Martin Shkreli was arrested by FBI agents yesterday morning at his apartment in Manhattan on charges of securities fraud. The Turing Pharmaceuticals CEO is being accused by the U.S. government for running an illegal Ponzi scheme.
Along with Shkreli, New York lawyer Evan Greebel was also arrested for allegedly helping with the scheme. The attorney denied any wrongdoing and was freed on a $1 million bond.
Brooklyn U.S. Attorney Robert Capers explained how Shkreli would take assets from one company to pay off debtors in another.
“Shkreli essentially ran his company like a Ponzi scheme where he used each subsequent company to pay off defrauded investors from the prior company,” he said.
Capers went on to say that Shkreli has been under investigation by the SEC since 2014.
After denying the charges in Federal District Court, Shkreli was later released on a $5 million bond. According to a statement released on his behalf, the 32-year-old executive is confident the charges will be dropped.
“The government suggested that Mr. Shkreli was involved in a Ponzi scheme. Ponzi victims do not make money, yet Mr. Shkreli’s investors enjoyed strong results,” according to the statement.
Additionally, Shkreli thinks it coincidental that the government’s Ponzi scheme accusation comes at a time when he is in the spotlight for other “controversial and yet unrelated activities.”
Shkreli became the face of corporate greed after his company, Turing Pharmaceuticals, raised the price of an infection-fighting drug used to treat babies and AIDS patients from $13.50 a pill to $750. Despite coming under fire from the public and politicians, he later claimed his only real mistake was not raising it further.
More recently, Shkreli bought a major stake in KaloBios Pharmaceuticals. The drug firm owns the license for benznidazole, which treats a deadly parasite infection known as Chagas. In a related Inquisitr report, Shkreli plans a price increase from a couple hundred dollars for two month’s supply to possibly as much as $100,000.
With federal charges pending, it is unlikely Shkreli’s plan will ever see the light of day.
However, the federal indictment and SEC complaint against Martin Shkreli have nothing to do with Turing or KaloBios. The alleged crimes have to do with when he was a hedge fund manager and head of biopharmaceutical company Retrophin.
The Makings Of A Ponzi Scheme
In 2007, Shkreli’s first hedge fund, Elea Capital, collapsed after making some very poor stock choices. Then, in 2009, a second hedge fund was created named MSMB Capital, and investors put in $3 million.
Over a three-year period, MSMB depleted the majority of the money through bad investments. Additionally, some assets had to be used to settle a substantial debt with Merrill Lynch. However, Shkreli managed to hide the losses, meanwhile telling investors the fund was earning double-digit returns. MSMB Capital ultimately buckled just as Elea did.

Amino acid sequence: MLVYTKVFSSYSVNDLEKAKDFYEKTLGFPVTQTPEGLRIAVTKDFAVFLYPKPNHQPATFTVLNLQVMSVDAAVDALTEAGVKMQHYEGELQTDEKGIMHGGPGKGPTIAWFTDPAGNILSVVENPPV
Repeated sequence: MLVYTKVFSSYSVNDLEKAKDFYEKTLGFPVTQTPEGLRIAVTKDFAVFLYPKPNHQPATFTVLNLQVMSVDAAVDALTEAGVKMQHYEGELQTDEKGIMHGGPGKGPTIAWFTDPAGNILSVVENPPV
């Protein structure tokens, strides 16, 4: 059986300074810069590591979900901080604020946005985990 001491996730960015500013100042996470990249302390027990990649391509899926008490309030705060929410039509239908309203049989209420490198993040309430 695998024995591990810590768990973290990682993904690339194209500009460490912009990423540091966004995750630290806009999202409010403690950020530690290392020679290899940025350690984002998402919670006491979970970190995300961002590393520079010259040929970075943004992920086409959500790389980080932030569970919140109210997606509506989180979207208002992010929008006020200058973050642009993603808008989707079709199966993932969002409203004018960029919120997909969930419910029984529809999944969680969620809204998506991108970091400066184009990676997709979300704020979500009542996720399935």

Next Shkreli took $5 million from 13 investors and started MSMB Healthcare. The SEC contends the unscrupulous businessman profited by paying himself way more in management fees than was agreed upon. He used money from MSMB Healthcare to launch Retrophin.
Retrophin was started for the sole purpose of buying old, neglected drugs used to treat rare diseases and then raising their prices. According to government prosecutors, Shkreli funneled the profits to irate investors in MSMB, thereby creating the Ponzi scheme.
In 2013, several MSMB investors threatened to file a lawsuit against the hedge fund. To quiet them down, $3.4 million of Retrophin assets were used to pay the investors, even though the company had no obligation to do so.
While Shkreli created deceptive portfolio statements, lawyer Evan Greebel managed to deceive outside accountants as well as the SEC with backdated records, a false loan agreement between Retrophin and a hedge fund, plus phony consulting agreements.
It was Greebel who carefully hid Shkreli’s financial movements, according to federal documents.
When Retrophin’s board became suspicious of the consulting agreements, Shkreli was removed from the chief executive position in 2014. Earlier this year, the company filed a lawsuit accusing the former CEO of similar charges as the federal indictment.
After walking out of the courtroom yesterday, Shkreli refused to answer any questions about the alleged Ponzi scheme and neither would his lawyers. Legal counsel for Evan Greebel also declined comment as well.
[Photo by AP Photo/Seth Wenig]